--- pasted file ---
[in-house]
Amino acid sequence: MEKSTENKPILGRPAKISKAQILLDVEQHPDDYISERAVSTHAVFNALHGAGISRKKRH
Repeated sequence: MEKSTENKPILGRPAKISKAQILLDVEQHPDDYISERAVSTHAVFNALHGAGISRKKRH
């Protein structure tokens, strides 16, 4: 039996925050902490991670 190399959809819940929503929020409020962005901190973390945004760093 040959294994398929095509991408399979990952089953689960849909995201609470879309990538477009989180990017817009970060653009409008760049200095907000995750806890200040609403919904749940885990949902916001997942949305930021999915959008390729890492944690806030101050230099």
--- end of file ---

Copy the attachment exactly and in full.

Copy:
[in-house]
Amino acid sequence: MEKSTENKPILGRPAKISKAQILLDVEQHPDDYISERAVSTHAVFNALHGAGISRKKRH
Repeated sequence: MEKSTENKPILGRPAKISKAQILLDVEQHPDDYISERAVSTHAVFNALHGAGISRKKRH
């Protein structure tokens, strides 16, 4: 039996925050902490991670 190399959809819940929503929020409020962005901190973390945004760093 040959294994398929095509991408399979990952089953689960849909995201609470879309990538477009989180990017817009970060653009409008760049200095907000995750806890200040609403919904749940885990949902916001997942949305930021999915959008390729890492944690806030101050230099």